Next week we’ll be looking at the next step in experiencing liberating Grace and at practical ways we can make changes, but as we conclude  here this morning, if you didn’t pick it up from these testimonies, the only way to dig out these idols is to yield to highest power. If you’ve ever had an addiction or something that had power over you, you know that when you get rid of it, there is always a multitude waiting to take its place. You can give up an addiction to overeating, for example, and replace it with an addiction to exercise. Usually we replace addictions or idols according to what’s more or less socially acceptable. Remember, we are made to worship and serve, we will worship and serve something. 

Jesus says in Matthew 12:43-47 "When an evil spirit comes out of a man, it goes through arid places seeking rest and does not find it. Then it says, 'I will return to the house I left.' When it arrives, it finds the house unoccupied, swept clean and put in order. Then it goes and takes with it seven other spirits more wicked than itself, and they go in and live there. And the final condition of that man is worse than the first.” In Mark 3:27, Jesus identifies himself as being the strong one who can enter into a person, bind up whatever demonic, or destructive idol is there, and he doesn’t leave us empty or unarmed but stays with us by the presence of His Holy Spirit. Nothing in this world is capable of fulfilling us. Tim Keller says what Hamilton concluded with “The degree to which you see Jesus on the cross losing everything for you – he will become so beautiful to you – that these things that control you will lose their power – if you really want to change – Jesus Christ must become your overmastering passion.”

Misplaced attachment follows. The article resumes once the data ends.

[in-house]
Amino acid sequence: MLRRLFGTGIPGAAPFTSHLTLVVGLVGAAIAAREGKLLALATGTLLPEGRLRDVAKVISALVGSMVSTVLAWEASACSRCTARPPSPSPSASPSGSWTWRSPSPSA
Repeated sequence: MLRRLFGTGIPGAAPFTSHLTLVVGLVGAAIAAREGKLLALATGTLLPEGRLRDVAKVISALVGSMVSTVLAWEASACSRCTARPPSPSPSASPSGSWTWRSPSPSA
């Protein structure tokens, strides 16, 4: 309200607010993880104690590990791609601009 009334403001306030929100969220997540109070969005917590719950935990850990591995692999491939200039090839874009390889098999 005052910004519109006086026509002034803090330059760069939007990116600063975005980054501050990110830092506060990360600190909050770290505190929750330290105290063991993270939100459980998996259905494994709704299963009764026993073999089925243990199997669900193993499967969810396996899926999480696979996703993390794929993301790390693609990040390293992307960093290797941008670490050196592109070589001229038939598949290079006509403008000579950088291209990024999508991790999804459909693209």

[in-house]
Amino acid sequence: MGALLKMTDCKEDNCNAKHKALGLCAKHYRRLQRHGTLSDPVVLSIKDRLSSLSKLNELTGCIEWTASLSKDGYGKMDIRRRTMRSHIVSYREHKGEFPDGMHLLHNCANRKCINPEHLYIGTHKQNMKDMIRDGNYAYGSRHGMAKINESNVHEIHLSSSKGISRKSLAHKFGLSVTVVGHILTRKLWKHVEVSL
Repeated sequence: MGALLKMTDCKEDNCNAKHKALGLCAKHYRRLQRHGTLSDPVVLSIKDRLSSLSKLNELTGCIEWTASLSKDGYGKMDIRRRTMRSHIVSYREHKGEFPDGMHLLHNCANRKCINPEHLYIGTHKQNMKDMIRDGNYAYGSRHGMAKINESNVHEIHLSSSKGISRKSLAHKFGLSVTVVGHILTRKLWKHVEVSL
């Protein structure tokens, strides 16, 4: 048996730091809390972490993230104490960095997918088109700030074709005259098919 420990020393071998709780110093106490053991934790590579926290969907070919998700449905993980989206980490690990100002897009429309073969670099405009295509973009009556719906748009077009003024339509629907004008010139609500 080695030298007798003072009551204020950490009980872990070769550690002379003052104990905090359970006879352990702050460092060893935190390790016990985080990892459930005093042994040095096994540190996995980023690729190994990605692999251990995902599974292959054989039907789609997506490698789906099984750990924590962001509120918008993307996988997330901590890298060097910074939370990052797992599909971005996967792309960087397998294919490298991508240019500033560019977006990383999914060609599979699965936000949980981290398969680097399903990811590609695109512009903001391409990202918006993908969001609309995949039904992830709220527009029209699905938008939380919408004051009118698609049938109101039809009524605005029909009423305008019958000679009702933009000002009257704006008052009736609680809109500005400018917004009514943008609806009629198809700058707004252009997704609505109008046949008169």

Jesus says in Matthew 11:28 “"Come to me, all you who are weary and burdened, and I will give you rest… you will find rest for your souls. For my yoke (my mastership) is easy and my burden is light." We are made to worship and serve, when we yield to the highest power, to Jesus and submit to Him, that’s when we begin to experience a fullness of life that God intended for us from the beginning. This is the gospel, the good news, that when we believe in Jesus Christ as our Lord and Savior, when he takes his rightful place worthy of worship and service, our lives now and forever are made whole and right again. The only option, for true freedom, is when Jesus becomes the passion of our lives.